• 6. What is risk management? 1 2 3 4 5 6 7 ► Many types of risk exist in an organisation ► This presentation will focus on risks within projects ►A project risk is defined as the probability of an undesirable event occurring or a desirable event failing to occur and the consequential impact of and on the project. ► Project risk management is a structured process that allows individual risk events and overall project risk to be understood and managed proactively, optimising project success by minimising threats and maximising opportunities. Association for project management Page 6 2nd June 2009 Risk Management
  • 7. The risk management lifecycle 1 2 3 4 5 6 7 Monitor and Control Monitor and Control Risk Planning Risk Planning Risks Risks Proximity Respond to Risks Respond to Risks Identify Risks Identify Risks The 3 dimensions of risk Impact Probability Qualitative Risk Qualitative Risk Quantitative Risk Quantitative Risk Analysis Analysis Analysis Analysis Page 7 2nd June 2009 Risk Management
  • 8. Good and bad risk management practice 1 2 3 4 5 6 7 Good Practice Bad Practice 1. Clear risk responsibilities 1. No clear responsibilities 2. Clarity of risk ownership 2. Lack of risk ownership including senior sponsors 3. No process for managing risks 3. Shared understanding of how 4. No guidelines for managing risks will be managed and escalating risks 4. Effective methods of assessing 5. No process for monitoring and and escalating risks updating risks 5. Risks are monitored and good 6. Risks are not reviewed and quality information is captured action is not taken to address 6. Risks are reviewed as an risks integral part of performance management Page 8 2nd June 2009 Risk Management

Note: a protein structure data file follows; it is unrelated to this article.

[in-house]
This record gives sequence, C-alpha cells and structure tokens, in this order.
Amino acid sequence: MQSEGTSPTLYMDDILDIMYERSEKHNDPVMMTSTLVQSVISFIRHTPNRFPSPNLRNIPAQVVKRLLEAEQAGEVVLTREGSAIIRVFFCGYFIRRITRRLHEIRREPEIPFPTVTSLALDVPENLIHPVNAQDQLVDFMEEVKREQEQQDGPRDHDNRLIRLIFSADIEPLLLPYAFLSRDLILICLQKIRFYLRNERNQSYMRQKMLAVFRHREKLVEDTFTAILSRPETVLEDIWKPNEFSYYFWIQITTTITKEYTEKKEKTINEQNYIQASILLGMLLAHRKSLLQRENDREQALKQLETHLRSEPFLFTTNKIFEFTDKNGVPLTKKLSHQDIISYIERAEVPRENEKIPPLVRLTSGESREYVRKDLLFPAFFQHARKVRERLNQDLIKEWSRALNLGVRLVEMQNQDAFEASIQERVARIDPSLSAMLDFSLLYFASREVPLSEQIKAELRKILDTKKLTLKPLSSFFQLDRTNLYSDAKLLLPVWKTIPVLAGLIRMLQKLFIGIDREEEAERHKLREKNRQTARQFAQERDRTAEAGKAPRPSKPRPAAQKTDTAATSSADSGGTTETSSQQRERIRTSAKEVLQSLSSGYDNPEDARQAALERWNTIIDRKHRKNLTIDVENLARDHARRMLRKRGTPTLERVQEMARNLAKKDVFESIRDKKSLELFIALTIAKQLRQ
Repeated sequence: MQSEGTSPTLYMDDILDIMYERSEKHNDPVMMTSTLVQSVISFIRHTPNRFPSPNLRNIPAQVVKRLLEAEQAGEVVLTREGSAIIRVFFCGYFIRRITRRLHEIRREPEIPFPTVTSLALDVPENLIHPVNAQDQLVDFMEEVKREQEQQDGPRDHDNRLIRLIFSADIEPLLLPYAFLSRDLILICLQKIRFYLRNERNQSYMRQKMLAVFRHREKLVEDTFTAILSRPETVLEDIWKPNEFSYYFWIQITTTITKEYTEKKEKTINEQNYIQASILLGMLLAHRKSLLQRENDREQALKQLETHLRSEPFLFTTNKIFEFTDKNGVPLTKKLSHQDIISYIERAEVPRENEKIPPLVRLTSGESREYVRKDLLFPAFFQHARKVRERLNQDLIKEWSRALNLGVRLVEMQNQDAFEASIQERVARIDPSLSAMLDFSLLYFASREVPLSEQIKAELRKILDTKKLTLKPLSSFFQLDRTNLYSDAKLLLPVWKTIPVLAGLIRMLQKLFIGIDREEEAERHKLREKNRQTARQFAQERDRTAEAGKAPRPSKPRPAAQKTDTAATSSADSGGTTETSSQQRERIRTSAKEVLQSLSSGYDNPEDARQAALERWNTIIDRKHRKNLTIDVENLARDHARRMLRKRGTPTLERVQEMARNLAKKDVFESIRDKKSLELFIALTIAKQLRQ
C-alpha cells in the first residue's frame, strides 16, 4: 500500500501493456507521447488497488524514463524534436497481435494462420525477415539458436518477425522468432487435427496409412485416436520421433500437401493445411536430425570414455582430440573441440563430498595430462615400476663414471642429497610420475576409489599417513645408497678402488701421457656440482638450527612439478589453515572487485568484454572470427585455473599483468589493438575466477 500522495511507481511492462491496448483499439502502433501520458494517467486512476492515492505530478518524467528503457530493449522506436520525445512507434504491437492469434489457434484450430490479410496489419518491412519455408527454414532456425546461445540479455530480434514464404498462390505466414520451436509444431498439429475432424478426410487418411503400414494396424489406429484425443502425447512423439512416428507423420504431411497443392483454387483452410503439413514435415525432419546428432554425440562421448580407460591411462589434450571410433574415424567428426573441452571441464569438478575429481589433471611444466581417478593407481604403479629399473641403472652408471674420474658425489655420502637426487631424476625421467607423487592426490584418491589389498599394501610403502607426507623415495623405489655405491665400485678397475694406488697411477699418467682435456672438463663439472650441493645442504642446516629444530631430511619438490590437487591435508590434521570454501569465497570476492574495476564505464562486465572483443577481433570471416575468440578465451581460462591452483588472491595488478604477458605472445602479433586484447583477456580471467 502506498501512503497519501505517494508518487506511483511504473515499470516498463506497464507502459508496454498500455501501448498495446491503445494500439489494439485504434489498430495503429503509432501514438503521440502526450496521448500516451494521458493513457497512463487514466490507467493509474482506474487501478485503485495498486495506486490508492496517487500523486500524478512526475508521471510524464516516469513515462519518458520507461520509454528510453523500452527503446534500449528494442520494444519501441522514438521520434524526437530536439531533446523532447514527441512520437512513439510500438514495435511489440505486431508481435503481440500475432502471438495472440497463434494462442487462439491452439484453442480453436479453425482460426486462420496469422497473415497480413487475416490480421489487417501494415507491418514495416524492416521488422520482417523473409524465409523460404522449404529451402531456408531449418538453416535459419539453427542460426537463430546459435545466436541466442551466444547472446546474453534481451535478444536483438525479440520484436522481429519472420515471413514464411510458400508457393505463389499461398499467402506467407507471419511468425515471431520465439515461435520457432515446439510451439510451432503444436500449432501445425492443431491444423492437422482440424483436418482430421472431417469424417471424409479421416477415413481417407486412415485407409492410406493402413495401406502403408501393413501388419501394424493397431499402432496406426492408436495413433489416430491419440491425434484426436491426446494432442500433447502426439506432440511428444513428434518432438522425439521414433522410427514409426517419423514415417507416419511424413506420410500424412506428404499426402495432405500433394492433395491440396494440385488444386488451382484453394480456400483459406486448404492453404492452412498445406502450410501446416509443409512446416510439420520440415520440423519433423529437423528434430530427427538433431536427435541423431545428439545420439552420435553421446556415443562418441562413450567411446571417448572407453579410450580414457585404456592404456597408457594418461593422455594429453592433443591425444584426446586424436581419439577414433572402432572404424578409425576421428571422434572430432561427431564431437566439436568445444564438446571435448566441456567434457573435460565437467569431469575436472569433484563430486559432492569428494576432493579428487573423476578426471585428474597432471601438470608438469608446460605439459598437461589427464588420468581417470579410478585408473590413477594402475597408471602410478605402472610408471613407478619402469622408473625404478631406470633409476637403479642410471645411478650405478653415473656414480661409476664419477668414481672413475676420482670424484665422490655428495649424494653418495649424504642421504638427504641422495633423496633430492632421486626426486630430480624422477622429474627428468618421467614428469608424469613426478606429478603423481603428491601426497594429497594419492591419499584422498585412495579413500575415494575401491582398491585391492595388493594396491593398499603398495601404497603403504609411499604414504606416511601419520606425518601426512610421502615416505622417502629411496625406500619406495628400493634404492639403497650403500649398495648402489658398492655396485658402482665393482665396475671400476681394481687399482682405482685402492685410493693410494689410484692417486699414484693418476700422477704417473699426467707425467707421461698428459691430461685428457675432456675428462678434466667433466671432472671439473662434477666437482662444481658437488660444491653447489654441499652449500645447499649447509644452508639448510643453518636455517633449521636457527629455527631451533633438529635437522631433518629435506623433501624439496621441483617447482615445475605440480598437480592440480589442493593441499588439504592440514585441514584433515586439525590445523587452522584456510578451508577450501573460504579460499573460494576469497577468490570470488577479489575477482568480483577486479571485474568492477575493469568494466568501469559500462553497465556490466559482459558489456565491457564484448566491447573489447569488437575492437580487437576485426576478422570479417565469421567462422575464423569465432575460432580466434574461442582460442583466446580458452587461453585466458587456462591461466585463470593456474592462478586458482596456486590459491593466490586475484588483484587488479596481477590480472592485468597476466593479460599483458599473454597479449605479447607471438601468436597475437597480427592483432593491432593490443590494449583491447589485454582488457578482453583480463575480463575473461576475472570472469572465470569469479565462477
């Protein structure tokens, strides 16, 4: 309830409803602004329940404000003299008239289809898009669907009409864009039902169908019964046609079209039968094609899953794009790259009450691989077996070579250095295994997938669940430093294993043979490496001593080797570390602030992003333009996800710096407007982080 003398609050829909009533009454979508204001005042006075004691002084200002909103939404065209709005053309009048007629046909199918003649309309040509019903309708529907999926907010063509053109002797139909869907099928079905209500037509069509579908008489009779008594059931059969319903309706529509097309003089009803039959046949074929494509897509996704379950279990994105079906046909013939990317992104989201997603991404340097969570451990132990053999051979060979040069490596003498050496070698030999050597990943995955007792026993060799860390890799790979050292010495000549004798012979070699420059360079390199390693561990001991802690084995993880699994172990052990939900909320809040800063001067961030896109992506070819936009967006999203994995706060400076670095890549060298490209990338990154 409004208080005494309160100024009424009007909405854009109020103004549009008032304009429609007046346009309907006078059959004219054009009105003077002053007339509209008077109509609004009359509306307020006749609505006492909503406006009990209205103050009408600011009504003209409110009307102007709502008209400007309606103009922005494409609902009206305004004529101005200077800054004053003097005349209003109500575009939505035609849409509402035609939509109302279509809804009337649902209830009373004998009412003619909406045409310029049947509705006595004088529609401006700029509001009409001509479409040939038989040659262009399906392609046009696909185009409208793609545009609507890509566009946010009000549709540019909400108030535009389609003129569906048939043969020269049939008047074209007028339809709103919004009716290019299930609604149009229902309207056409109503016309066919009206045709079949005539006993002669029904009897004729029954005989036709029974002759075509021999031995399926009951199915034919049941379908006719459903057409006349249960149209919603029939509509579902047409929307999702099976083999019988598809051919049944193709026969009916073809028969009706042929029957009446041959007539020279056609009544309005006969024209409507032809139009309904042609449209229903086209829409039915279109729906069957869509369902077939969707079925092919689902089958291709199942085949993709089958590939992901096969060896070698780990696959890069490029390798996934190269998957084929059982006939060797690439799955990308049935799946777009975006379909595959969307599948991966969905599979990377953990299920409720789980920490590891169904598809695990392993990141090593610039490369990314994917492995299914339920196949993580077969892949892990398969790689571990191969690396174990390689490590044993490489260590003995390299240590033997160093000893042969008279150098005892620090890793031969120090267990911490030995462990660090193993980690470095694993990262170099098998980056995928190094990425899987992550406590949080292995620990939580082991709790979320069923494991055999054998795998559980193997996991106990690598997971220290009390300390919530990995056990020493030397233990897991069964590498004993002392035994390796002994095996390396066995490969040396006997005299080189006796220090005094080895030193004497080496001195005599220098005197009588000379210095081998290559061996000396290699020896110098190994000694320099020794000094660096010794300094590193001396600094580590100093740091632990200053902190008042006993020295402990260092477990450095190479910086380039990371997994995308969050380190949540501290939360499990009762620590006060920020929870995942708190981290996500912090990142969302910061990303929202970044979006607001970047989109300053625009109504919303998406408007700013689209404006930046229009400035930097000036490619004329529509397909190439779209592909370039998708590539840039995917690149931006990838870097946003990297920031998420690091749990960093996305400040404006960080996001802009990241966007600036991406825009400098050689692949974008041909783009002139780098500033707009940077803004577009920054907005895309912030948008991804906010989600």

• 9. Integrated Risk Management 1 2 3 4 5 6 7 Corporate, Programme and Project Risks Direction, Strategy Focus on a strategic enterprise level governance Knowing where to go of the delivery of an organisation’s complete portfolio of transformational programmes and projects to support the organisation’s strategic Corporate goals Outcome, Benefit Inf rs 2. Focus on the delivery of a strategic change to ive orm Doing the right Programme the organisational state comprising a linked set of Dr projects and / or activities that are coordinated things s Management and managed as a unit such that they achieve outcomes and realise benefits Eg, delivery of games and legacy Output, Product Focus on the delivery of a unique set of Doing things 3. Project coordinated activities, with clearly articulated start and end points, which is undertaken by an right Management individual or team to meet specific objectives within defined time, cost and performance parameters as specified in the business case Eg, Construction of a new building There must be alignment and escalation from one level to another Page 9 2nd June 2009 Risk Management